# How does one solve Uxx+Uyy+Uzz=C when C is non-zero?

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sukmeov
How does one solve the partial differential equation Uxx+Uyy+Uzz=C when C is non-zero. Here U is a function of x,y and z where (x,y,z) lies in the ball centered at 0 of radius 1 and U=0 on the boundary. Uxx, Uyy and Uzz denote second partial derivatives with respect to x, y and z.
Any hints on how to approach this?

Homework Helper
Funny user name 🤔 .

Google Poisson equation. Your equation describes the electric potential of a non conducting uniformly charged sphere.

Are you aware of the equation for electric potential ##\Delta\phi = C## ?

Astronuc, PhDeezNutz, Delta2 and 3 others
sukmeov
My surname's funny? Many thanks.

Homework Helper
Also it's not a nickname it's my surname.
Ah ... Sorry Ukan !

sukmeov
Homework Helper
This is a linear non-homogeneous equation so that you can first find the general solution to the associated homogeneous equation, $$U_{xx}+ U_{yy}+ U_{zz}= 0$$, then add anyone solution, such as $$U= \frac{C}{2}x^2$$, to the entire equation to get the general solution to the entire equat0ion.

Delta2 and roam
When you say C is non-zero, do you mean that C is a non-zero constant or that C is also a function of x,y,z? In either case, the answer, as @BvU said, is that this is Poisson's equation. There are several methods known for solving this, depending on what you know about C.

sinse ##C## is a constant it is just an ODE in the spherical coordinates

peterwang
given that you have a perfect boundary condition: U=0 at r=1. The Sturm-Lioiville eigenproblem is designed to deal with such proper boundary condition. The boundary condition combined with the spherical coordinate gives orthorgonal basis set, each function of the basis set is product of spherical function and the Bessel function. The solution can be expanded using this basis set, and coefficients of the expansion can be fixed using C.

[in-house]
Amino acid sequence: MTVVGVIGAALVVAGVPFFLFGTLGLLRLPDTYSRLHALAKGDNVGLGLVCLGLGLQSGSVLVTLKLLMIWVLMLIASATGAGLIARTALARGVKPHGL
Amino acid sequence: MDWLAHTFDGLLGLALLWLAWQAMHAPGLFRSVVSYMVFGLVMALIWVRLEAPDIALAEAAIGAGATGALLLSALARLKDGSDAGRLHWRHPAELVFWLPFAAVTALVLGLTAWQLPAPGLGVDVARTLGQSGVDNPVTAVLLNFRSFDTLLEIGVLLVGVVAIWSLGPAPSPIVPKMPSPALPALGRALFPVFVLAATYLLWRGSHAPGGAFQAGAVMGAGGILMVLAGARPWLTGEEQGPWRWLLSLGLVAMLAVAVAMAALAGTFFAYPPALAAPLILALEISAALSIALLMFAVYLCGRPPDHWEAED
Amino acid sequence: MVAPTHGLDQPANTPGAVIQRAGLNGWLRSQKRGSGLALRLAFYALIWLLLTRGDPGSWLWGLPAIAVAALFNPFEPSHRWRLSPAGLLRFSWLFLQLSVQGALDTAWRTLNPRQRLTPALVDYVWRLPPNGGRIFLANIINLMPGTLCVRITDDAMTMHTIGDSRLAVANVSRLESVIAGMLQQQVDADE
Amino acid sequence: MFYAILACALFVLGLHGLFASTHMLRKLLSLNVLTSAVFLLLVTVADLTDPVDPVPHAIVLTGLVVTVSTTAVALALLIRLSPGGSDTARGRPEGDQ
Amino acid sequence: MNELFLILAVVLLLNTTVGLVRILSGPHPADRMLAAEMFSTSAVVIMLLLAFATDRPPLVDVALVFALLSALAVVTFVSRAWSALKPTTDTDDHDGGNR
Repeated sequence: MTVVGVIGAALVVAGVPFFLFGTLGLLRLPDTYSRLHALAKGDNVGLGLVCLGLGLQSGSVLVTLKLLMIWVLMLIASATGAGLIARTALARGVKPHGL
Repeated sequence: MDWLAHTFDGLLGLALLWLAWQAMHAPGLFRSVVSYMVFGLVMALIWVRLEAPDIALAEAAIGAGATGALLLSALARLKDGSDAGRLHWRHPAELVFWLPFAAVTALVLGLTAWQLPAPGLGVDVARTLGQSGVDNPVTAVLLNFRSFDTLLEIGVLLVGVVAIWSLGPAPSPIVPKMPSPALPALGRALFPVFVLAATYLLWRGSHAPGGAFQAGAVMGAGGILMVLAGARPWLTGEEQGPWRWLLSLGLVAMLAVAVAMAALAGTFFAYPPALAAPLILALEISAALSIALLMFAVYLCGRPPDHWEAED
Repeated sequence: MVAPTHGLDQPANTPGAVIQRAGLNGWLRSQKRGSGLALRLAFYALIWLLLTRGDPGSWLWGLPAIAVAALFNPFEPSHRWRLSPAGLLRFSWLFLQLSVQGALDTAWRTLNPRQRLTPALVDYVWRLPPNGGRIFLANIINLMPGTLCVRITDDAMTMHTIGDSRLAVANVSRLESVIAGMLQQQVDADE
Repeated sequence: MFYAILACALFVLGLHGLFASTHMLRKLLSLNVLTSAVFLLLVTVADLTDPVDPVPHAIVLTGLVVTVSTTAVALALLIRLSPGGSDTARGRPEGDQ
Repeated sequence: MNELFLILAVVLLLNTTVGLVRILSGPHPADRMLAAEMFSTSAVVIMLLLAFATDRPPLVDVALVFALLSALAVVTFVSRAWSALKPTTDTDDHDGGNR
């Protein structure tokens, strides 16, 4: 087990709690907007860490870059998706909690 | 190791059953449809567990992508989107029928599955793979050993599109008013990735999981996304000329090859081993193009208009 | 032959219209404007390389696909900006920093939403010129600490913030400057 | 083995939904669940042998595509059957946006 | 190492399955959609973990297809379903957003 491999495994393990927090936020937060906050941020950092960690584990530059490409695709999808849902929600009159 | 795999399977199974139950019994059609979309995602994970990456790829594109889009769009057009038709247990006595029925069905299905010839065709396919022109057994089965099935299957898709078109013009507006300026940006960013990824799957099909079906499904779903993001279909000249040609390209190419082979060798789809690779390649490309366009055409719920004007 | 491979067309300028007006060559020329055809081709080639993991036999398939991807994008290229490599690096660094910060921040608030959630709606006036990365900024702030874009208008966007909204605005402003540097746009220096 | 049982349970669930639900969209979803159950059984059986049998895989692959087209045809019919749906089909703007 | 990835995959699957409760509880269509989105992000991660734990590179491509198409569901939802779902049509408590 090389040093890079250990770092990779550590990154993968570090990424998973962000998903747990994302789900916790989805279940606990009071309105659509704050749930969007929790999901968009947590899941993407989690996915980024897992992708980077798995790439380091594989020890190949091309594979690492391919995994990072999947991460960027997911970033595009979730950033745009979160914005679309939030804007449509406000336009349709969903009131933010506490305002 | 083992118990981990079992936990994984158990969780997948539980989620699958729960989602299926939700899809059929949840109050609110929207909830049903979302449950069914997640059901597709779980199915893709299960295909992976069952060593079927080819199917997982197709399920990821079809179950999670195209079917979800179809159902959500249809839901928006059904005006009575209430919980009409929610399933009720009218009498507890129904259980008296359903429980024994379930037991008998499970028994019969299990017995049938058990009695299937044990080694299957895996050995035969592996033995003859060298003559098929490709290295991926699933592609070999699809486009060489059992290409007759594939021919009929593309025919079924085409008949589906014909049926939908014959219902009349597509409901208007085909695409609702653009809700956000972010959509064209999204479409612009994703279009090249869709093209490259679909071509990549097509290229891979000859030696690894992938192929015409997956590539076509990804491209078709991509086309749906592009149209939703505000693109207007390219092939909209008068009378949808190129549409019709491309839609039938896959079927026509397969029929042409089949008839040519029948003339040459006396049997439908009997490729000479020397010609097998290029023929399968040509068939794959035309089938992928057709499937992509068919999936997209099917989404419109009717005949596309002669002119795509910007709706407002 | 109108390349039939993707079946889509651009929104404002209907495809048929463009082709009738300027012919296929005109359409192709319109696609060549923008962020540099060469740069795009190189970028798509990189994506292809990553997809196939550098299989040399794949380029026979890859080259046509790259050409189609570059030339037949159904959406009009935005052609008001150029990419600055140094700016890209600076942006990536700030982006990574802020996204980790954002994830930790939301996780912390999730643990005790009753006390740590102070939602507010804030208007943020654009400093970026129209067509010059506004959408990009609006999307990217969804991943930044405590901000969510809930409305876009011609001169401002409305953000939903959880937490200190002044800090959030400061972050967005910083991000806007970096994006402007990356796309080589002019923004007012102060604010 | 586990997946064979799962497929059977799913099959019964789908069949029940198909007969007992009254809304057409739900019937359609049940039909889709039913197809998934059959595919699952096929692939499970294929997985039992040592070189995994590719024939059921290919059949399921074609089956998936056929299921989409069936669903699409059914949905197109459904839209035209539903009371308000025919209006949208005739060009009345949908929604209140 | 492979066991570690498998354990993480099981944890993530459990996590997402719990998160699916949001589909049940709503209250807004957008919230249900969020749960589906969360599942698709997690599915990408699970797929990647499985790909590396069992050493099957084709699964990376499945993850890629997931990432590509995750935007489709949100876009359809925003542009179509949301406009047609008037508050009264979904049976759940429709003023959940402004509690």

PhDeezNutz
As stated in post #7 since you have a spherical boundary conditions you want to solve this in spherical coordinates. I think the best way to go about this is to use greens functions...and I just realized this thread is several months old.

Delta2, Chestermiller and etotheipi
Homework Helper
Gold Member
Another way to solve Poisson's Equation if there is symmetry in the source term (like in this example).

First solve for electric field ##\mathbf{E}=\nabla U## and ##\nabla\cdot\mathbf{E}=C## by using Gauss' law in integral form and taking advantage of the symmetry.

Then solve for U by using $$U=\int_{\mathcal{C}} \mathbf{E}\cdot d\mathbf{l}$$ where ##\mathcal{C}## is a suitable path of integration, depending of what the form of E is. In this example I expect E to be in the radial direction, hence a suitable path of integration is along the radial line from position r to infinity.

PhDeezNutz
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2022 Award
Solving $$\frac1{r^2} \frac{d}{dr}\left(r^2\frac{du}{dr}\right) = C$$ subject to $u(1) = 0$ doesn't really require resort to Green's funcions or Sturm-Liouville theory.

Most of the work here is in reducing the problem to that: knowing to use spherical polars and understanding that if the boundary condition does not depend on $(\theta,\phi)$ then the solution probably doesn't, that the boundary condition at the origin is that $u$ is finite, and that the uniqueness theorem guarantees that if we find a solution then it must be the solution.

PhDeezNutz
Homework Helper
Gold Member
understanding that if the boundary condition does not depend on (θ,ϕ) then the solution probably doesn't
Not only the boundary condition but the source term also doesn't depend on ##\theta,\phi## and hence the Laplacian operator ##\nabla^2## reduces to ##\frac{1}{r^2}\frac{d}{dr}\left (r^2\frac{d}{dr}\right )##, something that wasn't obvious from the start , because the problem was expressed with the Laplacian operator in cartesian coordinates.